8. Fine-resolution simulation of surface current and sea ice in the Arctic Mediterranean Seas

    Institute of Scientific and Technical Information of China (English)

    LIU Xiying; ZHANG Xuehong; YU Rucong; LIU Hailong; LI Wei

    2007-01-01

    A fine-resolution model is developed for ocean circulation simulation in the National Key Laboratory of Numerical Modeling for Atmospheric Sciences and Geophysical Fluid Dynamics (LASG),Chinese Academy of Sciences, and is applied to simulate surface current and sea ice variations in the Arctic Mediterranean Seas. A dynamic sea ice model in elastic-viscous-plastic rheology and a thermodynamic sea ice model are employed. A 200-year simulation is performed and a dimatological average of a 10-year period (141 st-150 th) is presented with focus on sea ice concentration and surface current variations in the Arctic Mediterranean Seas. The model is able to simulate well the East Greenland Current, Beaufort Gyre and the Transpolar Drift, but the simulated West Spitsbergen Current is small and weak. In the March climatology, the sea ice coverage can be simulated well except for a bit more ice in east of Spitsbergen Island. The result is also good for the September scenario except for less ice concentration east of Greenland and greater ice concentration near the ice margin. The extra ice east of Spitsbergen Island is caused by sea ice current convergence forced by atmospheric wind stress.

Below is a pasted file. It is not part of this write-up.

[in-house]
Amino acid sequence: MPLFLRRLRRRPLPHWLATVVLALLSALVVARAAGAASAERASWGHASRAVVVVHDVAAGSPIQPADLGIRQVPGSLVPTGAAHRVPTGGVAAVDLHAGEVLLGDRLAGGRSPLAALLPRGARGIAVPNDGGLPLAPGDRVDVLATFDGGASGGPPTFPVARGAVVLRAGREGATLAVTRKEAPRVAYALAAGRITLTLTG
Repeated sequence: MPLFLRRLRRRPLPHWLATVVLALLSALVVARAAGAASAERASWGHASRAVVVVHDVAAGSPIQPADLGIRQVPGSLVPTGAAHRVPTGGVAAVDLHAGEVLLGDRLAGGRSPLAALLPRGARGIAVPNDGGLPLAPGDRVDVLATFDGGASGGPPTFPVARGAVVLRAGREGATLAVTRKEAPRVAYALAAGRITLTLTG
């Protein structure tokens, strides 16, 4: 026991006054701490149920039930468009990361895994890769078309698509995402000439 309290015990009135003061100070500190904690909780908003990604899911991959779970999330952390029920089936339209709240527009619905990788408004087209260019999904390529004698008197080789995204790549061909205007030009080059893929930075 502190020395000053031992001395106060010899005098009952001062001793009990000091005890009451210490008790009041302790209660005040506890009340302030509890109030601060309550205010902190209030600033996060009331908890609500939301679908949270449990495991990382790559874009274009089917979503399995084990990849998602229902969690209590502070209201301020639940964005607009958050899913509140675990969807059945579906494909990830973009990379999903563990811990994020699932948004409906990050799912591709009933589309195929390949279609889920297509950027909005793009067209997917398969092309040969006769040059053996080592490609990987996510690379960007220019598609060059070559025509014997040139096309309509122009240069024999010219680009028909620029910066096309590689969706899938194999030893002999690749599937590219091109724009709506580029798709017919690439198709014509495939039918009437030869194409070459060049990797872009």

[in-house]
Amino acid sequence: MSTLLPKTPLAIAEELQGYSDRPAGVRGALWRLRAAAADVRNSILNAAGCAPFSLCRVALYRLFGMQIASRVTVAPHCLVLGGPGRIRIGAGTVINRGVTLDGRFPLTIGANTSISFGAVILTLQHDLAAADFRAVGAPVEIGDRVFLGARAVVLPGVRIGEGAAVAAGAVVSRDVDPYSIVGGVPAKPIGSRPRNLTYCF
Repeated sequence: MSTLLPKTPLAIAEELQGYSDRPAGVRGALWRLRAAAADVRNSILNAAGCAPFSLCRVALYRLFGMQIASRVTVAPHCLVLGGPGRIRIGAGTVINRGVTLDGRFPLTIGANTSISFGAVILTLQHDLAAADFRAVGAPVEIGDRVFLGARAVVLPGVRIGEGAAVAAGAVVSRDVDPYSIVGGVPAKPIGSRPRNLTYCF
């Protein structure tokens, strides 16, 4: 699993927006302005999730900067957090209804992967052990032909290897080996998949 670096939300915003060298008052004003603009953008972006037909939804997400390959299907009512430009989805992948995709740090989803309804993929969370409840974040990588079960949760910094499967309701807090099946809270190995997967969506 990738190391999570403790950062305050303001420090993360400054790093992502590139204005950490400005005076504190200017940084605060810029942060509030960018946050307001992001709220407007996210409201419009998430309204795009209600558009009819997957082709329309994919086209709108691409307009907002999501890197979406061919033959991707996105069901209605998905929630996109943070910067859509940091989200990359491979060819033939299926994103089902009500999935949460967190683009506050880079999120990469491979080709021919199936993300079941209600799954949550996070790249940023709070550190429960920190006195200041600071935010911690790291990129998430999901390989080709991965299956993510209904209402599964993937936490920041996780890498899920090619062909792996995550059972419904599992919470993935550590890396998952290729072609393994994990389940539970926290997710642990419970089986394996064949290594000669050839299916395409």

9. Investigating changes in the climate- and ecosystemof Arctic sea ice using remotely operated vehicles

    OpenAIRE

    Katlein, Christian; Arndt, Stefanie; Fernandez Mendez, Mar; Lange, Benjamin; Nicolaus, Marcel; Wenzhöfer, Frank; Jakuba, Mike; German, Chris

    2014-01-01

    The Arctic Ocean is currently undergoing a dramatic change. Decreasing sea-ice extent, thickness and age are changing important processes in the climate system. An increasing coverage of the sea ice by melt ponds and an increased amount of light transmitted to the upper ocean are also affecting the ice associated ecosystem. To document these changes, we operated different remotely operated vehicles (ROV) underneath the drifting sea ice of the Central Arctic Ocean. The newest under...

  10. Causes for different spatial distributions of minimum Arctic sea-ice extent in 2007 and 2012

    Institute of Scientific and Technical Information of China (English)

    CUI Hongyan; QIAO Fangli; SHU Qi; SONG Yajuan; JIANG Chunfei

    2015-01-01